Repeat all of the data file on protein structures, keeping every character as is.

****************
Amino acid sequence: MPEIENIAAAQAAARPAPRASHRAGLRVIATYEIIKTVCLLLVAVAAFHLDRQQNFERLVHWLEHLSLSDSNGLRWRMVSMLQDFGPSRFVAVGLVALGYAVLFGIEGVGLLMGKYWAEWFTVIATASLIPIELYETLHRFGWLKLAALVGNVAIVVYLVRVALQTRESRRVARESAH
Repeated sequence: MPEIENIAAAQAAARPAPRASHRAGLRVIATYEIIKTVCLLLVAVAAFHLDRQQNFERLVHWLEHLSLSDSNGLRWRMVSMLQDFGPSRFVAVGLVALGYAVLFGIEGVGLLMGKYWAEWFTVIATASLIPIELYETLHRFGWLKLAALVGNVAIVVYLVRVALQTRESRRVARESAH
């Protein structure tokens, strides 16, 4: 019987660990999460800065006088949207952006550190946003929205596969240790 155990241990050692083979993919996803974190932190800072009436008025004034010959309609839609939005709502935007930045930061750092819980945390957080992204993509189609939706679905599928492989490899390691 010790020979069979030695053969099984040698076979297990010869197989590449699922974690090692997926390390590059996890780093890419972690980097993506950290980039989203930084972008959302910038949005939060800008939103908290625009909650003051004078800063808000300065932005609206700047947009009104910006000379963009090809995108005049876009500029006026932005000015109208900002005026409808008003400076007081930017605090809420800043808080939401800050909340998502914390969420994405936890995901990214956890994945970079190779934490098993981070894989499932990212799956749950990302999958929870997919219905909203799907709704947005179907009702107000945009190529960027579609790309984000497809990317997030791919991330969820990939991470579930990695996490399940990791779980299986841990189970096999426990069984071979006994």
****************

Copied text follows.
Amino acid sequence: MPEIENIAAAQAAARPAPRASHRAGLRVIATYEIIKTVCLLLVAVAAFHLDRQQNFERLVHWLEHLSLSDSNGLRWRMVSMLQDFGPSRFVAVGLVALGYAVLFGIEGVGLLMGKYWAEWFTVIATASLIPIELYETLHRFGWLKLAALVGNVAIVVYLVRVALQTRESRRVARESAH
Repeated sequence: MPEIENIAAAQAAARPAPRASHRAGLRVIATYEIIKTVCLLLVAVAAFHLDRQQNFERLVHWLEHLSLSDSNGLRWRMVSMLQDFGPSRFVAVGLVALGYAVLFGIEGVGLLMGKYWAEWFTVIATASLIPIELYETLHRFGWLKLAALVGNVAIVVYLVRVALQTRESRRVARESAH
């Protein structure tokens, strides 16, 4: 019987660990999460800065006088949207952006550190946003929205596969240790 155990241990050692083979993919996803974190932190800072009436008025004034010959309609839609939005709502935007930045930061750092819980945390957080992204993509189609939706679905599928492989490899390691 010790020979069979030695053969099984040698076979297990010869197989590449699922974690090692997926390390590059996890780093890419972690980097993506950290980039989203930084972008959302910038949005939060800008939103908290625009909650003051004078800063808000300065932005609206700047947009009104910006000379963009090809995108005049876009500029006026932005000015109208900002005026409808008003400076007081930017605090809420800043808080939401800050909340998502914390969420994405936890995901990214956890994945970079190779934490098993981070894989499932990212799956749950990302999958929870997919219905909203799907709704947005179907009702107000945009190529960027579609790309984000497809990317997030791919991330969820990939991470579930990695996490399940990791779980299986841990189970096999426990069984071979006994």